I really do plan to lose weight while I’m here. Really.
Given everything I had always heard about British food, I thought that would be easy. And to think that one of my downfalls might be the savory pie, the very food item I always thought would be the worst. When I read the chapter where Harry sits at his first feast at Hogwarts and delights over steak and kidney pie, I couldn’t help but think he was better off under the stairs on Privet Drive.
But then I had a Spiced Vegetable Pie at Costello‘s Bakery in Headingly, a suburb of Leeds.
And they have cakes and pastries, too.
Headingly has other good restaurants, as well. We ate wonderful Thai food at the very elegant Sukhotai. There is even a Mexican restaurant, Caliente Cafe, that can satisfy that craving, even though it is a bit different from our Tex-Mex joints at home (not even free chips and salsa when you sit down) and different from the Mexican food I remember from that other lifetime when I lived in Mexico, briefly.
Of course, we had to eat fish and chips.
Now that is something I cannot do on a regular basis if an airplane is ever going to get enough lift to take me back home. But look at this charming place.
Note: My last few posts have been basic travel posts as we have been settling into the area, but with my next entries, I am going to switch back to the purpose of this blog – comparing British and American educational systems.
“…I bounded, leaped, and flew down the steep road; then, quitting its windings, shot direct across the moor, rolling over banks, and wading through marshes: precipitating myself, in fact, towards the beacon-light of the Grange.” Charlotte Bronte, from Wuthering Heights
Anna and I went to Woodhouse Moor to exercise today. Moors have been nothing more than a romantic setting from British novels to me, and now I find that I will walk through the moor each day between my new house and the University of Leeds. But like many things I have read in British novels, I really have no idea what constitutes a moor. Dictionary.com gives the following definition:
A tract of open uncultivated upland; a heath.
Ok, then really…what constitutes a heath? Here I have found another term that I had only previously encountered in Victorian British novels.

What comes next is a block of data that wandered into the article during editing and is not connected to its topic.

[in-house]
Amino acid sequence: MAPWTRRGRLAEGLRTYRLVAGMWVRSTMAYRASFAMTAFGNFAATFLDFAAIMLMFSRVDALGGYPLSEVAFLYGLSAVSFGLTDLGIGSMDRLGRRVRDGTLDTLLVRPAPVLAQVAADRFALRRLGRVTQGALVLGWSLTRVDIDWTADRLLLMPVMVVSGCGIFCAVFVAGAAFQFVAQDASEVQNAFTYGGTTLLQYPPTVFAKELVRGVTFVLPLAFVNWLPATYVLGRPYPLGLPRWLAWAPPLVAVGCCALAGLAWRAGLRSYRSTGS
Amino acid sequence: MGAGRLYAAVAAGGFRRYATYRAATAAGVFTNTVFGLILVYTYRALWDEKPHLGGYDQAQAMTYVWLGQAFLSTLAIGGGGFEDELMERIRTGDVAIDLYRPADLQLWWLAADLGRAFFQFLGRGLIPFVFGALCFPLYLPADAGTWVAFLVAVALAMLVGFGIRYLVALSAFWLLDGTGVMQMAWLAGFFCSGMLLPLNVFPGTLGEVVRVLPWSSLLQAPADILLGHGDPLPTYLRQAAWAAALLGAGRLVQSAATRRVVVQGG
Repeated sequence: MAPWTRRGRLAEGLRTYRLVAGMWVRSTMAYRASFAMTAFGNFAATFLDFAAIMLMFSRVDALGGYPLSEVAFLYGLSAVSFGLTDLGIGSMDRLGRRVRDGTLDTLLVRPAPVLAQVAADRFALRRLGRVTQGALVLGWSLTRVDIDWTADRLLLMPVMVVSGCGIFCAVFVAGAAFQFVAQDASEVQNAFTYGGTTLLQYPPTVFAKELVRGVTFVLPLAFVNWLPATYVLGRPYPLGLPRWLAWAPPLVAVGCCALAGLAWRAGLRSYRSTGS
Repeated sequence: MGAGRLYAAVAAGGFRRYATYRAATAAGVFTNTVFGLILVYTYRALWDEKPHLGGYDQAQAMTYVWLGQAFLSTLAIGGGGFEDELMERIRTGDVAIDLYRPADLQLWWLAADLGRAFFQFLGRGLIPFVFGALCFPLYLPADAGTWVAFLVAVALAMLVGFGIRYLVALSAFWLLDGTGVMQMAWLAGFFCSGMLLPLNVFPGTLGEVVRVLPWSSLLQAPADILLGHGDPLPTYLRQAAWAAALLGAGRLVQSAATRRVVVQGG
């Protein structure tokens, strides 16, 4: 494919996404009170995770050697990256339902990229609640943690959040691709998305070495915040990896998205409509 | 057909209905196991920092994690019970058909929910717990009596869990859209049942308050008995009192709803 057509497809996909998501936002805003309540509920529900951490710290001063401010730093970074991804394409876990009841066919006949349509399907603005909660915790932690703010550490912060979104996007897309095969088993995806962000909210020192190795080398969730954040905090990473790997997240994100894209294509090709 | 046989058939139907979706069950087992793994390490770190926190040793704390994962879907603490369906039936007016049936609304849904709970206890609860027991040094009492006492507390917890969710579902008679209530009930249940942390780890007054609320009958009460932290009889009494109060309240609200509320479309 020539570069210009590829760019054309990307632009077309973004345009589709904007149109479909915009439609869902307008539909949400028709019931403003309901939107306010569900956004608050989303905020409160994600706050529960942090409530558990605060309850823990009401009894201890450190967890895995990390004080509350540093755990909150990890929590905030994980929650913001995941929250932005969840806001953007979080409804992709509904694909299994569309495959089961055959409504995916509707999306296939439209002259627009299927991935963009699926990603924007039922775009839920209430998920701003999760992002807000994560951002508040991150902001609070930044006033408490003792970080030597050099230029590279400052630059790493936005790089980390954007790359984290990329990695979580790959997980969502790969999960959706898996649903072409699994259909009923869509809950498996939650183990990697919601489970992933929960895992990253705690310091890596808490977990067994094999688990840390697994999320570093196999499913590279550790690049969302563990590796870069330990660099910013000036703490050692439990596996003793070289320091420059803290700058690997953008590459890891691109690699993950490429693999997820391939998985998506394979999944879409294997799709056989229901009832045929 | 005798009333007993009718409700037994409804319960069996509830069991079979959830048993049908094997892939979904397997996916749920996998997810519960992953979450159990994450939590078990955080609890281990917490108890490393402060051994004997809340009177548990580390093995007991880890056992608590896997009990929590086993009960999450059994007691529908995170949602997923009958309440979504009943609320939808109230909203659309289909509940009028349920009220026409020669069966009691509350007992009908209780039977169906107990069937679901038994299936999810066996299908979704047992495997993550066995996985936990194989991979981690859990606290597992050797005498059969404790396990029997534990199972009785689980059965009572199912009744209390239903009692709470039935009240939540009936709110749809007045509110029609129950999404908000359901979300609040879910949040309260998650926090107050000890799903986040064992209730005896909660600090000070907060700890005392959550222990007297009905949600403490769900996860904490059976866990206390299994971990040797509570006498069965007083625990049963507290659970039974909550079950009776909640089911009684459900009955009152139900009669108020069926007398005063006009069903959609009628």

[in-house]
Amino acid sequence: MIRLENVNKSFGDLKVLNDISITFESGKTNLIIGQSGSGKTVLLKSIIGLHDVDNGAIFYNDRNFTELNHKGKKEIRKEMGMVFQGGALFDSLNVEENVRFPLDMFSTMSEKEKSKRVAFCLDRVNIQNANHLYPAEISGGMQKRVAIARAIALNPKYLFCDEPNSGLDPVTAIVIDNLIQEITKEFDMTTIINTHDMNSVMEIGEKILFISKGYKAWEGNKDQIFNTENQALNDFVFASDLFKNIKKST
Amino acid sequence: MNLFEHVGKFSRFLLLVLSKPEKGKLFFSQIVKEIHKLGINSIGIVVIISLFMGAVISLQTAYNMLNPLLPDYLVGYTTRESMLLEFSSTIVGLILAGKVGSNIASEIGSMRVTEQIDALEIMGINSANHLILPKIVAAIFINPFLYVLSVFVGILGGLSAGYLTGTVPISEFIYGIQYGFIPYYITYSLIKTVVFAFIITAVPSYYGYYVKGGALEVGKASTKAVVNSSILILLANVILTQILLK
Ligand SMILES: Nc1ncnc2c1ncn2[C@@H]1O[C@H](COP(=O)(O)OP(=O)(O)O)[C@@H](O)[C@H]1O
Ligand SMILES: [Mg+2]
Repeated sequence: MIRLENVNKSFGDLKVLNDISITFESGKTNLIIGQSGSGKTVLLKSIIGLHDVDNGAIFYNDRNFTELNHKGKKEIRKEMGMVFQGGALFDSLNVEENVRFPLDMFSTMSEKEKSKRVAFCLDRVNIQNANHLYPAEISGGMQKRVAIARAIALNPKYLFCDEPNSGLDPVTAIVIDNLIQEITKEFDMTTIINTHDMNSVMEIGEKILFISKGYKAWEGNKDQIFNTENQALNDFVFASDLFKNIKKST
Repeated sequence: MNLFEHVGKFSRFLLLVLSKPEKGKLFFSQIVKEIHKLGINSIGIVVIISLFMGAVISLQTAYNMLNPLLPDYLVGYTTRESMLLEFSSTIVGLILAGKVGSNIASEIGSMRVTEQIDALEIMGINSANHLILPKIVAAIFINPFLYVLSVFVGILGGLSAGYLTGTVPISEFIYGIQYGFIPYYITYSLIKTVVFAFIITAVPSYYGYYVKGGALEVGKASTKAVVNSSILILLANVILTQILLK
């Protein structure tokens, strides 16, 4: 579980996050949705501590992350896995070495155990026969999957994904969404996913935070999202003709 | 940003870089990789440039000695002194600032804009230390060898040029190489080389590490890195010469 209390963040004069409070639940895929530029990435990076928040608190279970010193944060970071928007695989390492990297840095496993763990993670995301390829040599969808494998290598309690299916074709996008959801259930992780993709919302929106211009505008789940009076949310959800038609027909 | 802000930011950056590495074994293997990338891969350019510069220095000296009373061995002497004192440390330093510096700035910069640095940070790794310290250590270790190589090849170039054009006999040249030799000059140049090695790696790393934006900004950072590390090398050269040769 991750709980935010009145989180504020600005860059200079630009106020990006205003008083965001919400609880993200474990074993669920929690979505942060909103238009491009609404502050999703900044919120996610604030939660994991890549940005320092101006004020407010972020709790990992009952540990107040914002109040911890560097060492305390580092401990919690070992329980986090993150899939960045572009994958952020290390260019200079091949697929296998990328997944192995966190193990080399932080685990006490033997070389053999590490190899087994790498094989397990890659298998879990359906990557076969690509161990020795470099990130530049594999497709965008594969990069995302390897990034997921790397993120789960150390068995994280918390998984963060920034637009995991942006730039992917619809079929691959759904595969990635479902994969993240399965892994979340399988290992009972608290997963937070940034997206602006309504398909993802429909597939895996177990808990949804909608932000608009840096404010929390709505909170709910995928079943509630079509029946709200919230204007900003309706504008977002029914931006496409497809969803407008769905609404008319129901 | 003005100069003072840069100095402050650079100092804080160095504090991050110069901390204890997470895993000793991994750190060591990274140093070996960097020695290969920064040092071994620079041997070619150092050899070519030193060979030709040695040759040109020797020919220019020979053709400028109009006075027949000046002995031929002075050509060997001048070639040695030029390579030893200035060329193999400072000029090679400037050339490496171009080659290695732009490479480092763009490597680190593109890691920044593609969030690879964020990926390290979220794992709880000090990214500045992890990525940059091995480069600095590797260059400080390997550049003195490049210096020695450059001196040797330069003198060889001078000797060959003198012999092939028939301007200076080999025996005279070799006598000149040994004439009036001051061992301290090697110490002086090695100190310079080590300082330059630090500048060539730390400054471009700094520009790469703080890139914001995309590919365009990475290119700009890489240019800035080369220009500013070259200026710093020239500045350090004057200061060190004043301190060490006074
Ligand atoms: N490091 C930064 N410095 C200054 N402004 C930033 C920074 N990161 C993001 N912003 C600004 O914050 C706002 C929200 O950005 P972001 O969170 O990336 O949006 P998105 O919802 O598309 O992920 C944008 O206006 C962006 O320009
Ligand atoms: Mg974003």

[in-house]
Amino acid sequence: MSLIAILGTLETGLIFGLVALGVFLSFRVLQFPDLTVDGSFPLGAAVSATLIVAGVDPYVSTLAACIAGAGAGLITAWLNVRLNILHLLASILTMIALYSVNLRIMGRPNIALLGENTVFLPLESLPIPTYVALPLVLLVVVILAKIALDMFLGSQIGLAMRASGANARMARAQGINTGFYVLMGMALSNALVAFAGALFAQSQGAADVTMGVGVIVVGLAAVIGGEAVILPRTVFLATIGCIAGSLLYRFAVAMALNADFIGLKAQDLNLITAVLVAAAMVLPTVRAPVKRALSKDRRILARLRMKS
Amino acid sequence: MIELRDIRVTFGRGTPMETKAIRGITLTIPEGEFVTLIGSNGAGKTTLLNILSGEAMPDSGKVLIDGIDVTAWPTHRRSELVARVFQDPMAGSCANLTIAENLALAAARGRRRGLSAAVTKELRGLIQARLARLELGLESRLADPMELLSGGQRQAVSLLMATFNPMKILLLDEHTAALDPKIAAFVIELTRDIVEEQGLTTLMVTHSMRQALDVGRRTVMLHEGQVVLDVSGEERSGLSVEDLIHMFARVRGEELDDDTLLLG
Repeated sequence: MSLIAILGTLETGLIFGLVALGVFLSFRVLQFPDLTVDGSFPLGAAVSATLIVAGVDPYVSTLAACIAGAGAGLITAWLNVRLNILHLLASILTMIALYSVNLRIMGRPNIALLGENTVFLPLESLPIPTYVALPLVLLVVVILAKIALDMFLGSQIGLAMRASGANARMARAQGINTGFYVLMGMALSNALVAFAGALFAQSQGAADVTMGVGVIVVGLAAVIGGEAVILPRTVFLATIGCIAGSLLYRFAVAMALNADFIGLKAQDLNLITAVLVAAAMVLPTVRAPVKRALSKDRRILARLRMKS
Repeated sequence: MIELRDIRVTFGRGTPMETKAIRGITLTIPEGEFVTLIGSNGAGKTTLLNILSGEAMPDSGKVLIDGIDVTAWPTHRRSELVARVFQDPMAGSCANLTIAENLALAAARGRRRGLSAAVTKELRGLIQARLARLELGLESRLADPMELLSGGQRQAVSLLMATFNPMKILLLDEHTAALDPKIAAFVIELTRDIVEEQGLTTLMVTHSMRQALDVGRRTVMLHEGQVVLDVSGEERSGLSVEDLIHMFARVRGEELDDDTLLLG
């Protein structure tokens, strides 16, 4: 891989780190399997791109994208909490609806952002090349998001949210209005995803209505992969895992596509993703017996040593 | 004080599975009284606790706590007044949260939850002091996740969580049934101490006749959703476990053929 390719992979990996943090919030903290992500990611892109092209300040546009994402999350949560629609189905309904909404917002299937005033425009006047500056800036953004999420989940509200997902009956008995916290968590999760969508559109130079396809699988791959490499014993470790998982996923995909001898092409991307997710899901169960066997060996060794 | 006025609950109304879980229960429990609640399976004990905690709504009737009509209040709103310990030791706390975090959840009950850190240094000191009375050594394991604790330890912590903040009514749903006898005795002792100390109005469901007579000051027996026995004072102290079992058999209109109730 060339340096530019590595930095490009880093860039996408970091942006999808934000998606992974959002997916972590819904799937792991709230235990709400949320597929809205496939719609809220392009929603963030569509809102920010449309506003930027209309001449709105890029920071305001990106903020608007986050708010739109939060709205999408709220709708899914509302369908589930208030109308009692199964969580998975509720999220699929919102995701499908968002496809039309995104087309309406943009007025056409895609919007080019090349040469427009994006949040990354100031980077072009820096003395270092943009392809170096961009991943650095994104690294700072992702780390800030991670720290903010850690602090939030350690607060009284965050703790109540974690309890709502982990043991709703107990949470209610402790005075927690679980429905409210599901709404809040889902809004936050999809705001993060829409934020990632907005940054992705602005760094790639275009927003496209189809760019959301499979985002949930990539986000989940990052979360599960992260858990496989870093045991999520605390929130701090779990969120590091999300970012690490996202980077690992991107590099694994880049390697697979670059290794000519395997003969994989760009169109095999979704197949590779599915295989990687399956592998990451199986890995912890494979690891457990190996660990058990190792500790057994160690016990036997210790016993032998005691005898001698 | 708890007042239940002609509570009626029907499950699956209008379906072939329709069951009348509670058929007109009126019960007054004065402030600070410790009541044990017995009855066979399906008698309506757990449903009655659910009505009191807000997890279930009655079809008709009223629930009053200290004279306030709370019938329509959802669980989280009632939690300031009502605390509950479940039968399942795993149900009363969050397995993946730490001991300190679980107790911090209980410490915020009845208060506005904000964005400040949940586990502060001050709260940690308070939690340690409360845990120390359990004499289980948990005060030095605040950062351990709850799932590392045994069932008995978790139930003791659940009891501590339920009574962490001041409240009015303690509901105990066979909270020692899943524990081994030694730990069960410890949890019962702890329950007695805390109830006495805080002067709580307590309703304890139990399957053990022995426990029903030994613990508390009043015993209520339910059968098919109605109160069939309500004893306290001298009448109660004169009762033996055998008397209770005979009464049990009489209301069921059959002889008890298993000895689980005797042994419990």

An area of open uncultivated land, esp. in Britain, with characteristic vegetation of heather, gorse, and coarse grasses.
Vegetation dominated by dwarf shrubs of the heath family: “heath vegetation”.
heather – moor – moorland
So, here is Woodhouse Moor. And yes, that is a skate park in the background. Can’t you see Heathcliff rolling over the banks and coming to a quick tailstop, catching his board in one hand?
The moor was lovely today, sunny but cool.
Maybe, what makes a moor are really the secret gardens, which Woodhouse Moor does seem to have. And peeking through the fencing, I even saw vegetables, roses and other plants (but if a moor is uncultivated?)
And then at the edge of the moor, there are less secret, but beautifully cultivated gardens.
So, this term “moor” is still something of a mystery to me, but isn’t mystery what really makes it a moor?
Maybe to spite my last post about our rainy day in Leeds, the past two days have been sunny and warm – the perfect weather to discover what Leeds is known for: shopping. As soon as I heard that I would be working in Leeds, I researched the city and read in several places that it is “the Knightsbridge of the North.” Being from the absolute middle-of-nowhere in Tennessee, I had no idea what this could mean. Further research suggested it had something to do with shopping, but what kind? discount malls? upscale boutiques? department stores? who knew? Well, the answer is… all of the above, and more. Several streets and alleys around High Street are full of designer boutiques and upscale department stores like Harvey Nichols, where a doorman in full tux and top hat welcomed us inside.
But then a few streets over there are quirky, independent boutiques and vintage shops, and a little further on are discount department stores and pound shops (ya know, like the dollar store at home.) We thought it was tough to get Anna’s luggage paired down to come to the UK. Now, I can’t imagine what it will be like when we go home next spring.
We arrived in Leeds today, exhausted and jet-lagged. Our house won’t be ready for us to move in until after I attend UK Fulbright Orientation in London in early September, so we are staying in a cramped room in a careworn hotel for now, but it has a nice library that we have taken over.
It has been overcast and drizzling all day…that is to say, a typical Leeds day.
We explored the neighborhood and stopped at a cute sandwich shop called The Bee Hive for our first pot of real English tea and some salads (needed something healthy after all the airport food.)
The shop owner was really sweet and taught us the different coins (Did you know how much bigger tuppence is than a pound coin? What’s up with that?) Then we found a charity shop where Hank and I each scored new rain boots for £3 each (less than $5) and I found a compact umbrella for £2.